Freedom: but at what price?

2010-03-17 00:00

DEVELOPMENTS in the past week put a sharp spotlight on the state of our nation. Earlier in the week, the press reported on an interview Winnie Madikizela-Mandela is purported to have given to Naira Naipaul, the wife of the acclaimed writer, Vidiadhar Surajprasad Naipaul, about Nelson Mandela and the state of South Africa. Naipaul’s record of the interview shows that while Madikizela-Mandela is triumphant about the defeat of apartheid, she is dissatisfied about the outcomes of the settlement negotiated by her former husband’s leadership team at the Convention for a Democratic South Africa (Codesa).

The SA press zeroed in on her alleged denigration of Desmond Tutu as a “cretin” who turned the Truth and Reconciliation Commission (TRC) process into a religious ritual, and Mandela for bending over backwards to accommodate white fears.

As if to suggest that Madikizela-Mandela is out of her mind, by midweek the press published a beautiful speech she gave at an event held to commemorate Mandela’s release. It projected Mandela as larger than life, a courageous and brave leader who carried the movement on his shoulders through the difficult period of transition from apartheid to democracy.

By the end of the week, the woman Madikizela-Mandela is said to have extolled as one of the many forgotten heroines in the mould of Mandela, Dr Fatima Meer, died. This sad loss was overshadowed by controversies around Madikizela-Mandela. The public, especially outside KwaZulu-Natal, has been robbed of an opportunity to know about this erudite woman of great integrity.

A close scrutiny of statements Madikizela-Mandela is alleged to have made reveals some hard facts about our freedom. According to Naipaul’s record, Madikizela-Mandela views the terms of transition agreed to with the apartheid regime as a betrayal of the struggle. She reiterates the fact that national reconciliation was largely onesided in that the black oppressed were expected to pay the price by forgiving the system that brutalised them for decades.

Observers also decried the lack of balance between truth and reconciliation in the TRC process, and have pointed out that the negotiated settlement Mandela was part of came short of the revolution that the poor masses had anticipated. It was pragmatic. But it meant that one side needed to give more than it could ever receive for the sake of principle, the higher goal.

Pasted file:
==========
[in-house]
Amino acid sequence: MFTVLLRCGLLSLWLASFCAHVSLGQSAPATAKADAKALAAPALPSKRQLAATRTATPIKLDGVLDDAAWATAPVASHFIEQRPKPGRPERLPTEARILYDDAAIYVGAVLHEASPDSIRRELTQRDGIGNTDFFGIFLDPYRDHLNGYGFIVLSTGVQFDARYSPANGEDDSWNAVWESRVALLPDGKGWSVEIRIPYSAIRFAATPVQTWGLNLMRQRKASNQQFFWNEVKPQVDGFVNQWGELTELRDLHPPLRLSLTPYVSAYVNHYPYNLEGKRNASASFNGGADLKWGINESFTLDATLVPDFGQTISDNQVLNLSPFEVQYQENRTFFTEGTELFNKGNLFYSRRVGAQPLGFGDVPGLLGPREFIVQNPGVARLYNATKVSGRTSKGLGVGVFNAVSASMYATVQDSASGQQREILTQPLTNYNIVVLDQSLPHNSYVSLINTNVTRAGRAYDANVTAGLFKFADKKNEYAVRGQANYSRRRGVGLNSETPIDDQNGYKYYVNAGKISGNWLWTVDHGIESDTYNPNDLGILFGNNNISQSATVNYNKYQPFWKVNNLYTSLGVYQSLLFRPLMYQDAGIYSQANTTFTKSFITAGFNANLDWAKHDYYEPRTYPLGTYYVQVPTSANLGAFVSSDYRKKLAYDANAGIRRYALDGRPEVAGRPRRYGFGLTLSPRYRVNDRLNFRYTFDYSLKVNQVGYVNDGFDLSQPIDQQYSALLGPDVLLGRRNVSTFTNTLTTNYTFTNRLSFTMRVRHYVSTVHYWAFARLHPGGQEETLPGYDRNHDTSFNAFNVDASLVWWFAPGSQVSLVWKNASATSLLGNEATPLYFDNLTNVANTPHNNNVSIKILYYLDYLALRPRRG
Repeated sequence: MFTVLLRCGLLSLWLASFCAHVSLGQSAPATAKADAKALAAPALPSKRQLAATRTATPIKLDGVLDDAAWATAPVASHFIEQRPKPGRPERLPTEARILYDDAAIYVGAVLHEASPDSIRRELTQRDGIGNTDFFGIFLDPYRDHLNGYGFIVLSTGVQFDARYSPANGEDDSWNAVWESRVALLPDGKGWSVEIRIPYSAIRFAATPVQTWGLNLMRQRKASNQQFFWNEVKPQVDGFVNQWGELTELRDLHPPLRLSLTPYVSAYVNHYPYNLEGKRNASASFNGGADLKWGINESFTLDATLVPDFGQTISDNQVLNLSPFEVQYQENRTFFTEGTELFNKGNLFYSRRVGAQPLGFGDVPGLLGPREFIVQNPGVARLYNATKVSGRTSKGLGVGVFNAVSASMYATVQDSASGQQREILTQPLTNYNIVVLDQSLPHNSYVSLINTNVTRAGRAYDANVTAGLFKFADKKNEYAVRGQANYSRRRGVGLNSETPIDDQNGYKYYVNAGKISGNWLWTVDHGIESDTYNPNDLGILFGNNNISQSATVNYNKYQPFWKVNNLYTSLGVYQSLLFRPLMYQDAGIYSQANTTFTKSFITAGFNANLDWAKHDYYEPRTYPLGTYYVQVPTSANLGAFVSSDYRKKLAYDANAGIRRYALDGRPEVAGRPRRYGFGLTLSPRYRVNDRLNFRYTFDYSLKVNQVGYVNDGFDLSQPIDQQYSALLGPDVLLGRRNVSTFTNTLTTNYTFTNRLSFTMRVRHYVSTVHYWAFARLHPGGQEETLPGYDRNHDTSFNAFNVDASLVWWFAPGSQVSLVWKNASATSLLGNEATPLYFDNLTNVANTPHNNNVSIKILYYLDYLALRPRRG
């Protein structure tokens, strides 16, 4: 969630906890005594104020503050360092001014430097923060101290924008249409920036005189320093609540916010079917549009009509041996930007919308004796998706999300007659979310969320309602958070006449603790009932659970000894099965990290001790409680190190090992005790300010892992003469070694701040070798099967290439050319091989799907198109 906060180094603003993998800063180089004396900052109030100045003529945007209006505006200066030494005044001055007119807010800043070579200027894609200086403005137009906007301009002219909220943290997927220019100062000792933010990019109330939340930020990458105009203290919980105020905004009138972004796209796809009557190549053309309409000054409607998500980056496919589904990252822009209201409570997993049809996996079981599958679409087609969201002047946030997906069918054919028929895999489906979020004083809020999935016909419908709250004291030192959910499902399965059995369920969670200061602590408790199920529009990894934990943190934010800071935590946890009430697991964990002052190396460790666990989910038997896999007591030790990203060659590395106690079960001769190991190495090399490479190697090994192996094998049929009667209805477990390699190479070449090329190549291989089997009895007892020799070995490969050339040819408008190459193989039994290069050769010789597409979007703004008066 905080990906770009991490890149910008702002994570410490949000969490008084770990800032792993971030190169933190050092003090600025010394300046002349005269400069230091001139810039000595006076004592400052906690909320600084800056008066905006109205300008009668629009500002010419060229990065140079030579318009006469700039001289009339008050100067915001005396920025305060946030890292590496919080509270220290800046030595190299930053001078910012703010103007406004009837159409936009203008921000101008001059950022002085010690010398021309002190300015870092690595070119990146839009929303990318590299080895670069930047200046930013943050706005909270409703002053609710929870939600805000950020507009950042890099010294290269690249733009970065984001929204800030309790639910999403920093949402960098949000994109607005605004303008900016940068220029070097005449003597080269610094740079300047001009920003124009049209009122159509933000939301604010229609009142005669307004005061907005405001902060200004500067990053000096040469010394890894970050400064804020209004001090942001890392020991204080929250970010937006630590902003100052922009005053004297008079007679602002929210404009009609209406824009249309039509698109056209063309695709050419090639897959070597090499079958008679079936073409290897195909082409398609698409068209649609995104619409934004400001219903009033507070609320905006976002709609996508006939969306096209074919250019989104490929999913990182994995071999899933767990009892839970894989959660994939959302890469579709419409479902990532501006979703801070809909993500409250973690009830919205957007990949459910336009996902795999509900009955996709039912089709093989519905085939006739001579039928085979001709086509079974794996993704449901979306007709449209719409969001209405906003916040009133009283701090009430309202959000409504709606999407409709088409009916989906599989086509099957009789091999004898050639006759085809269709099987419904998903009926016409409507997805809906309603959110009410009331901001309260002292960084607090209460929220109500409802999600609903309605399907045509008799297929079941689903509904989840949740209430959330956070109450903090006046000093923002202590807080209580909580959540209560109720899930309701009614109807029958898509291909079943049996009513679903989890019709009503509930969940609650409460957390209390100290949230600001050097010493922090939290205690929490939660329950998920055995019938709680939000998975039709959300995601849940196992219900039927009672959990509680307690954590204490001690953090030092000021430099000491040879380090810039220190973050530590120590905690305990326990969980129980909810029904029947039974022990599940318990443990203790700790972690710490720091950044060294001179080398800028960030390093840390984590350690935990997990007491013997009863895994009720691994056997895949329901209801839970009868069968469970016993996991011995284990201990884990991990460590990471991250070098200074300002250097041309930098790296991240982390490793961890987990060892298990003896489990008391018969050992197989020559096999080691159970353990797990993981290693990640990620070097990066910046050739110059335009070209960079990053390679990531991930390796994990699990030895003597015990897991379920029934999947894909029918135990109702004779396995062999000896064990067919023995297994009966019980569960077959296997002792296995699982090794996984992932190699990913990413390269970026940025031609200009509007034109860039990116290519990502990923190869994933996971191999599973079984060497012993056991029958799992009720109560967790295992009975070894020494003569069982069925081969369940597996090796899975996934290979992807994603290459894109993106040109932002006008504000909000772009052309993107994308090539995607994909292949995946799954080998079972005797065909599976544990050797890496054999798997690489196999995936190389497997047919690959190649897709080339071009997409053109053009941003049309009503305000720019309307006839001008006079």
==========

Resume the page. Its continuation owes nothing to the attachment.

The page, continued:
Naipaul may have invented the interview; however, the sentiments expressed, minus insults, are not atypical of a struggle activist who has decided to stick with the poor in townships and slums. Madikizela-Mandela and the late Meer are but two examples of such activists who have not abandoned the poor.

Meer used her space at the Institute for Black Research to argue for alternative models of development and politics. She nurtured future leaders, hoping that they would epitomise a blend of erudition and compassion, ideas and principle, and vision and passion. In the past decade, she has been seen among the poor, helping to open doors for development opportunities and marching with them against injustice.

I can imagine that she died happy that the country had been rescued from apartheid, but she probably felt that the freedom attained was inadequate, for the poor in and around slums have not seen its dividends. She probably also had second thoughts about work done towards nation-building, seeing that this is still a country divided along class-come-racial lines. She believed in this idea of unity in diversity, but had witnessed the poor tear each other apart along colour lines and over citizenship.

Like Madikizela-Mandela, she must silently have felt that her contribution would be easily forgotten because she fought and stayed among the poor. Mandela and other prominent leaders were and are still overcredited for victories, although Mandela has always graciously acknowledged the role of others.

But these heroines are not mere populists seeking affirmation for their role, for history will vindicate them. They embodied the undying hope of the oppressed for a better South Africa, in whose development and economy they would actively participate in the pursuit of a better life for all.

The obituary on Meer’s grave should end with the following phrase: Aluta continua. And Madikizela-Mandela should feel that her friend left her behind to take the work forward.

• Siphamandla Zondi is the executive director of the Institute for Global Dialogue, but writes in his personal capacity.

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